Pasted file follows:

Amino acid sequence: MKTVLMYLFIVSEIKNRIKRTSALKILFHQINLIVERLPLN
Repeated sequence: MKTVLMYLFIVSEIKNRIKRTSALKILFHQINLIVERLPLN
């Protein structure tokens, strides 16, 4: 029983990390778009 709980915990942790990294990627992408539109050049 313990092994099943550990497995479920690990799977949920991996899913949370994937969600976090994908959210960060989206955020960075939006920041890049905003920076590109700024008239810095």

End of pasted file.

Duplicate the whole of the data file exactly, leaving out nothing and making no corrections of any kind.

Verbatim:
Amino acid sequence: MKTVLMYLFIVSEIKNRIKRTSALKILFHQINLIVERLPLN
Repeated sequence: MKTVLMYLFIVSEIKNRIKRTSALKILFHQINLIVERLPLN
């Protein structure tokens, strides 16, 4: 029983990390778009 709980915990942790990294990627992408539109050049 313990092994099943550990497995479920690990799977949920991996899913949370994937969600976090994908959210960060989206955020960075939006920041890049905003920076590109700024008239810095």